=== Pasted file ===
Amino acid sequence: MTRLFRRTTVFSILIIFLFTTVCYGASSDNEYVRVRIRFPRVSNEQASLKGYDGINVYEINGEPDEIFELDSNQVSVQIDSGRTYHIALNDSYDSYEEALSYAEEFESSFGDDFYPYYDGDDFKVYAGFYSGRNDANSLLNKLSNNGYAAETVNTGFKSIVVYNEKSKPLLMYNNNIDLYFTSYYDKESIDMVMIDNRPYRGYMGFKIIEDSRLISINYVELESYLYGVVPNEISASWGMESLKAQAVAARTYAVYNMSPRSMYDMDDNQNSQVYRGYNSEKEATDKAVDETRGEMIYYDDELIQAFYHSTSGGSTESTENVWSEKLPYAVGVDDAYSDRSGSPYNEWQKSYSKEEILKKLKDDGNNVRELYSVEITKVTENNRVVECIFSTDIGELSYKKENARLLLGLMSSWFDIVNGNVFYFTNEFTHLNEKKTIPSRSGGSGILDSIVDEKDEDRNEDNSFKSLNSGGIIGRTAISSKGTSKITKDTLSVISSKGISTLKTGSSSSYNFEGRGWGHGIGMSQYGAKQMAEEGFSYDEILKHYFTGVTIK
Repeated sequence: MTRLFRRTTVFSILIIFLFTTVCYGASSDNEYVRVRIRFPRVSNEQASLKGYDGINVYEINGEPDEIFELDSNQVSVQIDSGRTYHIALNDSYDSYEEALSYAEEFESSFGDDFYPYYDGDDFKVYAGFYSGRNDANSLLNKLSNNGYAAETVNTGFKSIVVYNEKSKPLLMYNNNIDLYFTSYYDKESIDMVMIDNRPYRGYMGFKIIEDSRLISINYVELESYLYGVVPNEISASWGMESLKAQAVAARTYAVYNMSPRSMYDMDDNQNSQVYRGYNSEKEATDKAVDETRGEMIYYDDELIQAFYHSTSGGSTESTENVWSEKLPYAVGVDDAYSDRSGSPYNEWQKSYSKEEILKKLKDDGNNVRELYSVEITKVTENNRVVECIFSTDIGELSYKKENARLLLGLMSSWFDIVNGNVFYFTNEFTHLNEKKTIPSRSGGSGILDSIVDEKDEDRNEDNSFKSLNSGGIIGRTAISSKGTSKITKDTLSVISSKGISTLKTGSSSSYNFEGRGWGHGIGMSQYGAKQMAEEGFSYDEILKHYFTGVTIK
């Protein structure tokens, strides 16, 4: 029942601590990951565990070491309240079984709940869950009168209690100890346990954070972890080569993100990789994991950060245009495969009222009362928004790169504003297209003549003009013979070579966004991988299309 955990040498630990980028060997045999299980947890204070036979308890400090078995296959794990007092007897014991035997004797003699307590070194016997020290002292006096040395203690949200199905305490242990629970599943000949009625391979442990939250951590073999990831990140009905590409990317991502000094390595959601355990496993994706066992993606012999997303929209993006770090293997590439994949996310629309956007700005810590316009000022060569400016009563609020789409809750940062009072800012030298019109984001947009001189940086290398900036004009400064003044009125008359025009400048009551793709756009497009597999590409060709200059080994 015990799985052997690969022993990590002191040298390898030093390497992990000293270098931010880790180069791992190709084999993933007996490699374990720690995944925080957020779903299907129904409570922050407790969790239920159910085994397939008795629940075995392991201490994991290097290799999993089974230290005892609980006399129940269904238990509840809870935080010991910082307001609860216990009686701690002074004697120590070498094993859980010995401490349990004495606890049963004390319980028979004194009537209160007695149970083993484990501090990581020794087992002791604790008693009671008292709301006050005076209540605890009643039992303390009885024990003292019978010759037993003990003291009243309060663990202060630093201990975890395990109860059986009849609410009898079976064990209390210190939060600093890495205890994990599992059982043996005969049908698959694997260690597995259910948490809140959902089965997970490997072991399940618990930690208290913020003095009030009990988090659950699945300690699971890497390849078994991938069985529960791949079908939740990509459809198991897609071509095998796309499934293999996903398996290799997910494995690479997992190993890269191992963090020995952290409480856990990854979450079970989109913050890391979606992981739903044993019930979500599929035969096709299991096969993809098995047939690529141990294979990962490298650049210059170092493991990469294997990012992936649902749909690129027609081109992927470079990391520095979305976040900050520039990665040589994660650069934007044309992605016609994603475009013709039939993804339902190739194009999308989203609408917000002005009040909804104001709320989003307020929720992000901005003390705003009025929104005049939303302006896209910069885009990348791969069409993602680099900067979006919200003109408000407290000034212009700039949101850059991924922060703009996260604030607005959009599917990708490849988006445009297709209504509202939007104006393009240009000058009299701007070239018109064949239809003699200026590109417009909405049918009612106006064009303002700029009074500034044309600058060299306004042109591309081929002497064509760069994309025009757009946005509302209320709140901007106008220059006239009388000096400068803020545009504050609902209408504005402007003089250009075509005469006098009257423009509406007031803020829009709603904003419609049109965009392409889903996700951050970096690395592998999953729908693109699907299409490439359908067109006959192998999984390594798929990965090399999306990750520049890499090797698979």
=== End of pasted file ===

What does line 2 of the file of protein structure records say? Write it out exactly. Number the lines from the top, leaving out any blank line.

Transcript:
Repeated sequence: MTRLFRRTTVFSILIIFLFTTVCYGASSDNEYVRVRIRFPRVSNEQASLKGYDGINVYEINGEPDEIFELDSNQVSVQIDSGRTYHIALNDSYDSYEEALSYAEEFESSFGDDFYPYYDGDDFKVYAGFYSGRNDANSLLNKLSNNGYAAETVNTGFKSIVVYNEKSKPLLMYNNNIDLYFTSYYDKESIDMVMIDNRPYRGYMGFKIIEDSRLISINYVELESYLYGVVPNEISASWGMESLKAQAVAARTYAVYNMSPRSMYDMDDNQNSQVYRGYNSEKEATDKAVDETRGEMIYYDDELIQAFYHSTSGGSTESTENVWSEKLPYAVGVDDAYSDRSGSPYNEWQKSYSKEEILKKLKDDGNNVRELYSVEITKVTENNRVVECIFSTDIGELSYKKENARLLLGLMSSWFDIVNGNVFYFTNEFTHLNEKKTIPSRSGGSGILDSIVDEKDEDRNEDNSFKSLNSGGIIGRTAISSKGTSKITKDTLSVISSKGISTLKTGSSSSYNFEGRGWGHGIGMSQYGAKQMAEEGFSYDEILKHYFTGVTIK